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'Insect Apocalypse' Will Have Dire Consequences for All Life on Earth, Report Warns
The last 50 years have been brutal for wildlife. Animals have lost their habitats and seen their numbers plummet. Now a new report from a British conservation group warns that habitat destruction and increased pesticide use has on a trajectory for an "insect apocalypse," which will have dire consequences for humans and all life on Earth, as The Guardian reported.
The new report by the South West Wildlife Trusts, estimates that nearly half of all insects have been lost since 1970 and that 41 percent of the world's one million known insect species are living under the threat of extinction, as the BBC reported.
"If these massive declines continue, the ramifications are enormous," said Dave Goulson, a professor of biology at the University of Sussex and the author of the new report to CNN. "Three quarters of our crops depend on insect pollinators. Crops will begin to fail. We won't have things like strawberries. We can't feed 7.5 billion people without insects."
Pesticide use has decimated insect populations and had collateral damage effects beyond its intentions. While pesticides have been effective at protecting crops against insects that will feast on them, the run off and spray has killed off insect populations in neighboring fields and in waterways, as the BBC reported.
The report focused primarily on bug populations in the UK, which has some of the most studied bugs in the world. It found that pesticide use has doubled in the last 25 years and that 23 bee and wasp species have gone extinct. Butterfly habitats have fallen 77 percent in the last 50 years. And, insects further up the food chain that eat other insects have been some of the hardest hit. The spotted flycatcher, for example, only eats flying insects. Its numbers have declined by 93 percent since 1967, according to the new paper, as The Guardian reported.
Insects are an essential part of a healthy ecosystem, serving as pollinators, recyclers, decomposers and food for other animals.
"We can't be sure, but in terms of numbers, we may have lost 50 percent or more of our insects since 1970 – it could be much more," said Goulson to The Guardian. "We just don't know, which is scary. If we don't stop the decline of our insects there will be profound consequences for all life on earth [and] for human wellbeing."
However, the report did express hope and offered solutions for how people can help insect populations, which have the potential to recover rapidly.
"Insects live in our parks and gardens. Gardeners can really make a difference," said Goulson to CNN. "The bigger challenge is making farming more wildlife-friendly. Pesticide reduction targets. That would help enormously."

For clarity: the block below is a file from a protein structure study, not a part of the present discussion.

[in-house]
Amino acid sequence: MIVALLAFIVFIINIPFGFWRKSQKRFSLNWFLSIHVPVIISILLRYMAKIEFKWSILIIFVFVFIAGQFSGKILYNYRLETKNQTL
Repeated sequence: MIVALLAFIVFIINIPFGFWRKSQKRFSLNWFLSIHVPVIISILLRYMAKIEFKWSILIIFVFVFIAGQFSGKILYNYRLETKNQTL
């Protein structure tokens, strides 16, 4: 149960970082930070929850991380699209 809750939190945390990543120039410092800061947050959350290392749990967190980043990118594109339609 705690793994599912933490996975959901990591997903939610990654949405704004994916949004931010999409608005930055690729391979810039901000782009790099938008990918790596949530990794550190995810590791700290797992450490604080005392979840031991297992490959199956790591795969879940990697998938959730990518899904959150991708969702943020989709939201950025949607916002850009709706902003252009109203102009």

The report has suggestions for what we can all do to help insect populations, including planting a pollinator garden with plants like lavender, catmint and buddleia bush. The report suggests mowing lawns less frequently and allowing weeds like dandelion to flourish since they encourage bees. It also encourages people to dig ponds, which will get colonized by dragonflies and beetles.
The report's appendix is chock full of suggestions. It advocates avoiding pesticides, growing your own food and starting a compost pile.
On a policy level, the paper called for binding targets for pesticide reduction in farming and for support for farmers to reach them, as The Guardian reported.
"The sad fact is there's actually a lot more biodiversity in insect life in urban areas than rural areas and that's down to the use of pesticides, which cause a loss of habitat to insects in the countryside," said Paul Hetherington from the charity Buglife to the BBC. "So if you can get food that doesn't involve pesticides, it's really good."
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Poverty and violence in Central America are major factors driving migration to the United States. But there's another force that's often overlooked: climate change.
Retired Lt. Cmdr. Oliver Leighton Barrett is with the Center for Climate and Security. He says that in Guatemala, Honduras and El Salvador, crime and poor economic conditions have long led to instability.
"And when you combine that with protracted drought," he says, "it's just a stressor that makes everything worse."
Barrett says that with crops failing, many people have fled their homes.
"These folks are leaving not because they're opportunists," he says, "but because they are in survival mode. You have people that are legitimate refugees."
So Barrett supports allocating foreign aid to programs that help people in drought-ridden areas adapt to climate change.
"There are nonprofits that are operating in those countries that have great ideas in terms of teaching farmers to use the land better, to harvest water better, to use different variety of crops that are more resilient to drought conditions," he says. "Those are the kinds of programs I think are needed."
So he says the best way to reduce the number of climate change migrants is to help people thrive in their home countries.
Reporting credit: Deborah Jian Lee / ChavoBart Digital Media.
Reposted with permission from Yale Climate Connections.
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